Patient compliance is the degree to which a person adheres to the professional advice healthcare providers offer. Aside from significantly compromising a person’s health, non-compliance also wastes resources and productivity. The monetary costs of medical noncompliance has been estimated to be around $300 billion a year. Demographic, disease severity and gender effects on compliance are small. In dental hygiene, where practitioners focus on the prevention of oral disease, motivating patients to practice healthy behaviors has long been a challenging, and often frustrating, aspect of practice. Any discussion of compliance must begin with a brief review of human development and the factors which shape our personalities. Once we recognize the conscious and unconscious forces which control human behavior we can better understand the motivation behind our patient’s actions. Or, more often, their inactions.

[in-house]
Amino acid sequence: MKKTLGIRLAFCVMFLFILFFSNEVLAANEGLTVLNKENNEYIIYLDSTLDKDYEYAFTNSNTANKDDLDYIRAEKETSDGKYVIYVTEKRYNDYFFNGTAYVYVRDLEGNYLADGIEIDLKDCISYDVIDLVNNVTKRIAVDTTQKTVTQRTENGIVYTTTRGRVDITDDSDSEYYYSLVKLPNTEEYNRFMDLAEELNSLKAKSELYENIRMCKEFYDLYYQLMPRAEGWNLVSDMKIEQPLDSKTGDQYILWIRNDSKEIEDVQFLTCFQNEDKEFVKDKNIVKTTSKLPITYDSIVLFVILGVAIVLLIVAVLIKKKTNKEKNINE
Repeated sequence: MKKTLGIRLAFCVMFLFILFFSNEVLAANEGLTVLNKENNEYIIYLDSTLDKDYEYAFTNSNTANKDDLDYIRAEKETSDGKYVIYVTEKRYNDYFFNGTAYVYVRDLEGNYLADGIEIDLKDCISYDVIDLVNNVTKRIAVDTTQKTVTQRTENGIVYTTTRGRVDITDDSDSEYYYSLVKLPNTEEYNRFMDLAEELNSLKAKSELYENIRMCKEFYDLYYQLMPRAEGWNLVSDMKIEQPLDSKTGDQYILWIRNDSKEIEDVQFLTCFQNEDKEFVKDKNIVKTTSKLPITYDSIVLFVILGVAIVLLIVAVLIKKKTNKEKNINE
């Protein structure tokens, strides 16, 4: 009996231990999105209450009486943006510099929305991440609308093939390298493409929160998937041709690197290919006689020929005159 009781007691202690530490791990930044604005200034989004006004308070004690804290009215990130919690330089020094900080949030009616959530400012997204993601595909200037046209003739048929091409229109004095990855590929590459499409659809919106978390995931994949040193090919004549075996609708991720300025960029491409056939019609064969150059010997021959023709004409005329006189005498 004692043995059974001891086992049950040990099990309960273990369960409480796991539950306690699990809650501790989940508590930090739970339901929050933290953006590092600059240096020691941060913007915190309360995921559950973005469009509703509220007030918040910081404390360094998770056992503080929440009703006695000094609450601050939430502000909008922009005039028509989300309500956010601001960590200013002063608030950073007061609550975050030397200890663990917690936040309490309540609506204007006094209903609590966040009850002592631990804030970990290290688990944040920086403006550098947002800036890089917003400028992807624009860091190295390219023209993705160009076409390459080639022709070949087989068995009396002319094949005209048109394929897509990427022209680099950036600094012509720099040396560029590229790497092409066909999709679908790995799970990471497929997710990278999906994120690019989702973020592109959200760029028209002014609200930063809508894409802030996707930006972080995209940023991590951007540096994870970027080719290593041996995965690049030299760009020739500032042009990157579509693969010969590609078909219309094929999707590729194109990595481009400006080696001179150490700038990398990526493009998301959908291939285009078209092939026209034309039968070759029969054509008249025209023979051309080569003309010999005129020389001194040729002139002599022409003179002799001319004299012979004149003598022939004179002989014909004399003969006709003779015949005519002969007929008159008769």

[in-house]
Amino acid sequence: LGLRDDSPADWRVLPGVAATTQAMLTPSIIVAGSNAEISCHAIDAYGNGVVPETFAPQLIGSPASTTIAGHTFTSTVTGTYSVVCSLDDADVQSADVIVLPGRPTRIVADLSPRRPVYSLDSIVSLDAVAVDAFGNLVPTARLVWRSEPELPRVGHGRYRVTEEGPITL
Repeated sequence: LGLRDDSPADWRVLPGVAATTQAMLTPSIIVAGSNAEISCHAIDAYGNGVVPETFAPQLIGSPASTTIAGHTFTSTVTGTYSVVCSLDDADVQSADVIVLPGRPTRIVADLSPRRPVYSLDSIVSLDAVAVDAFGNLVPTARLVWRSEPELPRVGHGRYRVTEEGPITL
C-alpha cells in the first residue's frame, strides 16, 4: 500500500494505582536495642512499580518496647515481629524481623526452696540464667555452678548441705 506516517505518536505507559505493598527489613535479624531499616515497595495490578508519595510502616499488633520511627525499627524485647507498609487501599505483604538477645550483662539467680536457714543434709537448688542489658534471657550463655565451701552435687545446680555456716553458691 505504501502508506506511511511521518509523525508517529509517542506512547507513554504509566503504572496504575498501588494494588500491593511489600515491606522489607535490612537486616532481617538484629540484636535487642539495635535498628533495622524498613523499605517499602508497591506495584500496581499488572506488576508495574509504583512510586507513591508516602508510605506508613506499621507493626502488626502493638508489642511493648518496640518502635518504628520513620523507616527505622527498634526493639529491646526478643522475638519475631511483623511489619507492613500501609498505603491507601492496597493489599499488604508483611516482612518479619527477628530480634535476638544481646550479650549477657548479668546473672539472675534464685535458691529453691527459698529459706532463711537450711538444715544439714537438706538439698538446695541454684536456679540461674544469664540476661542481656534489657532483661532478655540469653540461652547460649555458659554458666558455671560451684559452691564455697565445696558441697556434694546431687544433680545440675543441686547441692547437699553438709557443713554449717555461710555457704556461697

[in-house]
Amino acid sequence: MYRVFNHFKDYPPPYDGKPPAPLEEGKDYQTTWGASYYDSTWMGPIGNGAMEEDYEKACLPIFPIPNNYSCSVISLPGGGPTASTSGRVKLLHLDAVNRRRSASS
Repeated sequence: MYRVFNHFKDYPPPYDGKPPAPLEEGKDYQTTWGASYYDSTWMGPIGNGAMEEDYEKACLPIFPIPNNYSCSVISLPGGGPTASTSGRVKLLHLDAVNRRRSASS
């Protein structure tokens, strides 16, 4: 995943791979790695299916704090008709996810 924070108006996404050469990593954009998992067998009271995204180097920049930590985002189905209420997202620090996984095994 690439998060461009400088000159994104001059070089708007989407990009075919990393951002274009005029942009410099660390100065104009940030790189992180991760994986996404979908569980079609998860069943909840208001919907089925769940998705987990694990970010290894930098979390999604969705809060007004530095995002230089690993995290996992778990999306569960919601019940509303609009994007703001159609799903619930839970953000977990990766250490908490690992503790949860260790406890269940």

Macri, Diana V., "Strategies for Improving Patient Compliance" (2015). CUNY Academic Works.